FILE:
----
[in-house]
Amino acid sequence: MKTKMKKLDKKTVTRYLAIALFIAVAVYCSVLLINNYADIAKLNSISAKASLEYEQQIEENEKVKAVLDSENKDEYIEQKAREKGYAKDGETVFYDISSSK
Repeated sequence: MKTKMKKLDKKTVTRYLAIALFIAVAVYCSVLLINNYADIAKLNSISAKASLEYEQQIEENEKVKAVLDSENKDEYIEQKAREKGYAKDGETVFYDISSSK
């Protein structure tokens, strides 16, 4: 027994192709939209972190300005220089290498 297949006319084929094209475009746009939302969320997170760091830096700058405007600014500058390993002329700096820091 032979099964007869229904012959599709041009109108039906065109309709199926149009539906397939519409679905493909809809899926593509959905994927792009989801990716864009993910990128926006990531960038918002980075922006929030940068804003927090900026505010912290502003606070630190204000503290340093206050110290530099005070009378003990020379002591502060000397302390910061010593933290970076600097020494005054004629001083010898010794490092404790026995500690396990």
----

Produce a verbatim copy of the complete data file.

[in-house]
Amino acid sequence: MKTKMKKLDKKTVTRYLAIALFIAVAVYCSVLLINNYADIAKLNSISAKASLEYEQQIEENEKVKAVLDSENKDEYIEQKAREKGYAKDGETVFYDISSSK
Repeated sequence: MKTKMKKLDKKTVTRYLAIALFIAVAVYCSVLLINNYADIAKLNSISAKASLEYEQQIEENEKVKAVLDSENKDEYIEQKAREKGYAKDGETVFYDISSSK
């Protein structure tokens, strides 16, 4: 027994192709939209972190300005220089290498 297949006319084929094209475009746009939302969320997170760091830096700058405007600014500058390993002329700096820091 032979099964007869229904012959599709041009109108039906065109309709199926149009539906397939519409679905493909809809899926593509959905994927792009989801990716864009993910990128926006990531960038918002980075922006929030940068804003927090900026505010912290502003606070630190204000503290340093206050110290530099005070009378003990020379002591502060000397302390910061010593933290970076600097020494005054004629001083010898010794490092404790026995500690396990």